From : Puebla
To : Tuxtla Gutierrez

Bus : ADO
Distance : 597 miles/961 kms
Time : 10:05
Price : Mex$ 584

Chiapas is a mostly mountainous state at the southern end of Mexico. It receives a lot of rain throughout the year and is consequently very green. Besides the spectacularly beautiful scenery including canyons (the 800m deep Canyon del Sumidero), rivers (Rio Usumacinta on the border with Guatemala) and waterfalls (Agua Azul and Misol Ha), it also has some very important Mayan archeological sites (Palenque, Bonampak, Yaxchilan) within its boundaries and the combination makes it a fascinating destination.

Chiapas also has a large population of indigenous groups (about a third of the population), the majority of them living in conditions of poverty and in the 1990s, this gave rise to the Zapatista uprising. Security in the Chiapas highlands has been shaky ever since and though the situation is still unresolved, tourists are visiting the area in droves and it is deemed safe enough.

Tuxtla Gutierrez

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Catedral de San Marco, Tuxtla Gutierrez

Tuxtla Gutierrez, the state capital of Chiapas, is a city with few major attractions but is the gateway to Canyon de Sumidero, one of the 'must see' sights in all of Mexico. The city center is dominated by the Zocalo, a lively main plaza that occupies two blocks with the modern Catedral de San Marcos on one side.

The locals call it simply Tuxtla (pronounced Tooshla) leaving out the Gutierrez (which means "rabbit" anyway).

View of Tuxtla from the surrounding cliffs (the Catedral is near left-centre)

Sumidero Cañyón

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The Cañyón del Sumidero is a huge fissure in the earth a few kilometers east of Tuxtla Gutierrez, with the Rio Grijalva flowing northward through it. In 1981 the Chicoasén dam was built at its northern end and the canyon became a narrow, 25km-long reservoir.

This stretch can be seen in the map left with the Chicoasen reservoir just seen near the top and the rift in the land that curves along with the river that flows through. The canyon can be experienced on a boat trip starting east of Tuxtla and winding north all the way till the reservoir. The same area can be seen from view points (miradores) from the top on a separate trip.

Entering the narrows, Sumidero Canyon

From Embarcadero Cuhare, we took a 2 and half hour boat trip through the canyon between towering sheer rock walls that rise to a height of over 800 to 1000 meters. Along the way we saw an amazing variety of birds - herons, egrets, cormorant and even a few crocodiles. We stopped to look at some odd rock formations and interesting vegetation.

One that was particularly notable is a cliff face covered in thick, hanging moss resembling a giant Christmas tree. Water was cascading down the 'branches' producing an interesting effect. At the northern end , the river opens out just behind the dam and the water here is over 250 mts deep.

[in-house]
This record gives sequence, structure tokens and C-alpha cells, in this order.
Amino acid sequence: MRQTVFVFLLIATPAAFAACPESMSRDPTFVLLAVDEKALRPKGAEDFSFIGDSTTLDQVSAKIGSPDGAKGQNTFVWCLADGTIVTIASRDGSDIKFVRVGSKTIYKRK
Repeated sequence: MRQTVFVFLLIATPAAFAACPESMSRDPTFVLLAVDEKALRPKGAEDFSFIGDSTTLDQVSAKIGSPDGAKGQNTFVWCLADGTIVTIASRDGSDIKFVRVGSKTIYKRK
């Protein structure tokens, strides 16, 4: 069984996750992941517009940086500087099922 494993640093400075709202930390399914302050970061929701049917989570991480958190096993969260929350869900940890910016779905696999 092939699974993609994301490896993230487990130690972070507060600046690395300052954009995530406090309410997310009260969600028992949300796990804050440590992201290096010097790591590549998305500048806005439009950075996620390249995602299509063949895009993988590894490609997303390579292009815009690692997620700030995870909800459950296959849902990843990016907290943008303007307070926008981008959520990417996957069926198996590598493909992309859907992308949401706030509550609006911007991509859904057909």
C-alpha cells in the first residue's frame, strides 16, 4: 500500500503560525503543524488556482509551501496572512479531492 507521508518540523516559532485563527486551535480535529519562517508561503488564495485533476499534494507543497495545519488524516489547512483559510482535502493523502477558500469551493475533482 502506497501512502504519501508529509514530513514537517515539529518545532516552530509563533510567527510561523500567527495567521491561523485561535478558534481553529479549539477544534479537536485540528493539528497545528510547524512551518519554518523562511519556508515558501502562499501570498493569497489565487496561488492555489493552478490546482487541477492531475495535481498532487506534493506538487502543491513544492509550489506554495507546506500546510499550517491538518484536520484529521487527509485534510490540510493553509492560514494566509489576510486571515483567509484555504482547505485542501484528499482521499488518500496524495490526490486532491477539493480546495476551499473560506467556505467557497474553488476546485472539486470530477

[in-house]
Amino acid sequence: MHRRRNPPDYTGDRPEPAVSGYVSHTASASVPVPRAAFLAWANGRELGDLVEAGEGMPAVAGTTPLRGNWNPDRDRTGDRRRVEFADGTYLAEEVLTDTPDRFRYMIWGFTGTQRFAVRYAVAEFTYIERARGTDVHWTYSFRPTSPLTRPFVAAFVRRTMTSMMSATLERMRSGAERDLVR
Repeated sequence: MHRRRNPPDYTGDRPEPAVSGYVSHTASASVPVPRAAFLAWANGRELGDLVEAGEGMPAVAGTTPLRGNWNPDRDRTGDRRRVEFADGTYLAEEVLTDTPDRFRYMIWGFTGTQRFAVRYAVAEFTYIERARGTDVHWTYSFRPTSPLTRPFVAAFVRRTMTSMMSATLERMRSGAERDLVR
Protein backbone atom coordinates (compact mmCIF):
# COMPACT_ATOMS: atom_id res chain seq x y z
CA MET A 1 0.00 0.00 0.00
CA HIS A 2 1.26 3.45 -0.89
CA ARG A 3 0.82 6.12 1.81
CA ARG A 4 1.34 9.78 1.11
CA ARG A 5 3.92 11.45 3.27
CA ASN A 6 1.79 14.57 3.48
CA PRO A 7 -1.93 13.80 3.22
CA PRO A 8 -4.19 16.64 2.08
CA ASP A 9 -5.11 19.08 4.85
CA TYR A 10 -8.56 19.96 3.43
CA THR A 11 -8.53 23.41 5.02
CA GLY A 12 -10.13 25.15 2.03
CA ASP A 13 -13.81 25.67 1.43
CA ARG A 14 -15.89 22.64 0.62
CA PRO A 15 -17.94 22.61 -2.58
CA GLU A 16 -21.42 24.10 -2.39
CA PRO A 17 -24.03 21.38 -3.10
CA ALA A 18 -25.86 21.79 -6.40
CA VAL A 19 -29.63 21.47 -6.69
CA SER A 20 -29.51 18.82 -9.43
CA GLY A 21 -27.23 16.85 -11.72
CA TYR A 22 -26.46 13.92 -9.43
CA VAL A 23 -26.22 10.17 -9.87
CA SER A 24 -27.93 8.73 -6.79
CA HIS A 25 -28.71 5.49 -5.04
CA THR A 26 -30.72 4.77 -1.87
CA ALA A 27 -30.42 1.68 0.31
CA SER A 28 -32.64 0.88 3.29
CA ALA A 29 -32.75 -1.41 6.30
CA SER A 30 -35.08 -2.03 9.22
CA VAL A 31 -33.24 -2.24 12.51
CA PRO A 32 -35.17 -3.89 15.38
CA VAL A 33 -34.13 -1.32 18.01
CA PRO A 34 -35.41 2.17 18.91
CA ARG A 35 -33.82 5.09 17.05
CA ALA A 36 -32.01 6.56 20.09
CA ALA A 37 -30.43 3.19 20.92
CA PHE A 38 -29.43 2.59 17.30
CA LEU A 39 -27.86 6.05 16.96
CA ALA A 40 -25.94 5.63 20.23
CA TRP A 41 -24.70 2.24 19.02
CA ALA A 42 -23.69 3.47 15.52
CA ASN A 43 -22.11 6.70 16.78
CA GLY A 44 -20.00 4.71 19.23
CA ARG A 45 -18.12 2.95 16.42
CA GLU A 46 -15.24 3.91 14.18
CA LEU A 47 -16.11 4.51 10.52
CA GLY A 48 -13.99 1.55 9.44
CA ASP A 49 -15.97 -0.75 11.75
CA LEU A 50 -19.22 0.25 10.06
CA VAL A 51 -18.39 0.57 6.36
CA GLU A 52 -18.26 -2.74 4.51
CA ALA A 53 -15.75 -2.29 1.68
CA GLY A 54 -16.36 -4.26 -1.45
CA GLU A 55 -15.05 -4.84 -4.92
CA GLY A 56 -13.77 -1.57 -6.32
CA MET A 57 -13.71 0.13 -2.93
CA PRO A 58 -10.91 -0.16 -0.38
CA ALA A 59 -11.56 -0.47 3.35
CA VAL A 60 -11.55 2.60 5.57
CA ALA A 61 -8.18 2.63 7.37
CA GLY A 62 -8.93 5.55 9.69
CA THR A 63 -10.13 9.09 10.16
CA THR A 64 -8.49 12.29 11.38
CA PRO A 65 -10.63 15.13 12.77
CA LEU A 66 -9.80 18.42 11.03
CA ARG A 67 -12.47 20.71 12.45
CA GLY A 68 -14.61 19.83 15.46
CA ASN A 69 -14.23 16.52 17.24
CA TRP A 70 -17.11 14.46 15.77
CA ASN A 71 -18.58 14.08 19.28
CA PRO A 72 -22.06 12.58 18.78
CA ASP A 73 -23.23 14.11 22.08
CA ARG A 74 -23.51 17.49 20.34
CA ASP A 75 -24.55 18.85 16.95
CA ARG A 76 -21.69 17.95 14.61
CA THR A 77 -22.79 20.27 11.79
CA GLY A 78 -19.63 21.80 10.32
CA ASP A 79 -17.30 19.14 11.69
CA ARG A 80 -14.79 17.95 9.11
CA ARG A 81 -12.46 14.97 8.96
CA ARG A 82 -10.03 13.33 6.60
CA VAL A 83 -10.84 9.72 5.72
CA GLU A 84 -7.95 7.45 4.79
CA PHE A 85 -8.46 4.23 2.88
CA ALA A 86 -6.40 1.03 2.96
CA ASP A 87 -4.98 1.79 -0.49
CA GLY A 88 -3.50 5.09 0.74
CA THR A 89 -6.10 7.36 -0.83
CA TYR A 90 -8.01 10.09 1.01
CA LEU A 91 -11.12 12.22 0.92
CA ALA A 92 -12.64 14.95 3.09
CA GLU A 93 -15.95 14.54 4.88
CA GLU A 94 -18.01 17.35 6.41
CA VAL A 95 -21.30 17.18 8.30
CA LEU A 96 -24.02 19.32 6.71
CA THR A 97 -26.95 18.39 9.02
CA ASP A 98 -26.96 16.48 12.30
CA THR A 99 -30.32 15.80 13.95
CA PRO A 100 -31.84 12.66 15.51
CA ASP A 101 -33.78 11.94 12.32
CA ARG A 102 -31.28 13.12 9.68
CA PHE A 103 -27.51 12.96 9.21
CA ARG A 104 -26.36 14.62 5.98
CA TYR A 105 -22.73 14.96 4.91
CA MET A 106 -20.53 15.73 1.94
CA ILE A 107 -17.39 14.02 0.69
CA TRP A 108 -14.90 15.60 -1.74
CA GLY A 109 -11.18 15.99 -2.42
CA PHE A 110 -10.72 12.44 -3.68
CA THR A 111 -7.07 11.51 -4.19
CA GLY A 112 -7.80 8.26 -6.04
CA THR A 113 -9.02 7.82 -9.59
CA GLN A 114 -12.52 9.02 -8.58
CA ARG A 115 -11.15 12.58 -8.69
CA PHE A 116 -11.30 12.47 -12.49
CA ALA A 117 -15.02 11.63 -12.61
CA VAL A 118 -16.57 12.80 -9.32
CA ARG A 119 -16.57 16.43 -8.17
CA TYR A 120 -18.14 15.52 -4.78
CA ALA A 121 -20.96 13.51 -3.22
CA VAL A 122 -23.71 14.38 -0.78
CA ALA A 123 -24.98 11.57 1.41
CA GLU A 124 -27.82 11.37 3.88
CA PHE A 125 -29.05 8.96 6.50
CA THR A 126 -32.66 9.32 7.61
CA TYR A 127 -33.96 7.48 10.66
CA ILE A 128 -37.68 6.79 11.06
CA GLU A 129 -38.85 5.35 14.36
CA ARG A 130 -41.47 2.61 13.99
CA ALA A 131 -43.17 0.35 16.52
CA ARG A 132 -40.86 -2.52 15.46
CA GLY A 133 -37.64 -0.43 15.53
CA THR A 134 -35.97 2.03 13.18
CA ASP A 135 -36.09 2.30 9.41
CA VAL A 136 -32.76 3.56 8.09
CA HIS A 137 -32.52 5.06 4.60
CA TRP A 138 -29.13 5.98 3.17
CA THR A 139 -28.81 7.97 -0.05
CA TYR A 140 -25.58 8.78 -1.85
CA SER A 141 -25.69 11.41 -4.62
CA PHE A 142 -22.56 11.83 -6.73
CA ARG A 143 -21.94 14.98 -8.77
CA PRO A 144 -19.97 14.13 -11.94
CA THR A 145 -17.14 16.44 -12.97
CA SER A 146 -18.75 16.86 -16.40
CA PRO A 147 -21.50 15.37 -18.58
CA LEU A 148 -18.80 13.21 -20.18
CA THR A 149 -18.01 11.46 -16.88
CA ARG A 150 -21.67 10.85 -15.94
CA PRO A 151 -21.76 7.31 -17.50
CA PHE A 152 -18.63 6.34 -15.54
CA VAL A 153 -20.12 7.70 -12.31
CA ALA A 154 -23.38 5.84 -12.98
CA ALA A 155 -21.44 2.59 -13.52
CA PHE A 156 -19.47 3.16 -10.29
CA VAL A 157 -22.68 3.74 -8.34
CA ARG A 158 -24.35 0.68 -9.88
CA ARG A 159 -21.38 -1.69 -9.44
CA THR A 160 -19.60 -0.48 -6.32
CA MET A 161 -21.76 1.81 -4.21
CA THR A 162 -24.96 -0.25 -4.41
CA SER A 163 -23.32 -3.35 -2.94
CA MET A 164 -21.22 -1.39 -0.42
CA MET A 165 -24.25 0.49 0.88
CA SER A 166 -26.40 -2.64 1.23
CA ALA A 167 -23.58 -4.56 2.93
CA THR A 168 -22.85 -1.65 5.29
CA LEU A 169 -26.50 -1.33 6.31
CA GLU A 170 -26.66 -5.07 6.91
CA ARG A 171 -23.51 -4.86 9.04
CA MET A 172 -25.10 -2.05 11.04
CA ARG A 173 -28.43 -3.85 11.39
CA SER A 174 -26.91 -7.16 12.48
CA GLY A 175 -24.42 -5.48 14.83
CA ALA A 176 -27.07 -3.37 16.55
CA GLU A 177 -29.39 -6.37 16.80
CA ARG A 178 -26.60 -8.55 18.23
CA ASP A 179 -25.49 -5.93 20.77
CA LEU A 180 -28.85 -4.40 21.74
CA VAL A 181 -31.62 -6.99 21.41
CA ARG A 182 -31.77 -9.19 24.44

The photo to the left also happens to be the image of the state of Chiapas. This was brought to our attention by the boatman who pulled out the image on a sheet just as we were passing by the same viewpoint.

Looking down into Sumidero Canyon from a Mirador

The canyon can be viewed from above from several miradores (lookout points) reached by road from Tuxtla. Our trip to the miradores turned out be more eventful than it needed to be. Read all about it here

Sumidero Canyon Boat Ride

Sumidero Canyon Viewed from the Miradores

San Cristobal de las Casas

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From : Tuxtla Gutierrez
To : San Cristobal de las Casas

Bus : ADO
Distance : 52 miles/85 kms
Time : 1:10
Price : Mex$ 28

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Tuxtla Gutierrez-San Cristobal de las Casas-Zinacantan Area Map

Splash of color - San Cristobal de las Casas

San Cristobal de las Casas was the capital of Chiapas under the administration of Guatemala until the 19th century. Founded in 1528, it was named after the Dominican bishop Fray Bartolome de las Casas who defended the Indians against the excesses of the colonists. At an elevation of 2300 meters, it is cool and has a leisurely atmosphere.

It is a town of immense colonial charm and is a favorite haunt of travelers. The houses are mostly colorfully whitewashed one-story buildings with red-tiled roofs. There are several narrow cobbled streets with many intriguing nooks and corners to explore. With sections of some streets morphing into stairs, it is a walkers paradise.

Several important churches dominate the town, most notable is the baroque Templo de Santo Domingo, whose intricate pink facade dates from the 17th century. Outside Santo Domingo, native women sell an amazing variety of brightly colored clothing and other woven items. Pottery, leather goods, woolen and cotton clothing, objects made out of amber are available for sale. The native Indians come to San Cristobal from the villages in the surrounding hills, each highland village has its own traditional dress.

San Juan Chamula and San Lorenzo Zincantan

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Market day - San Juan Chamula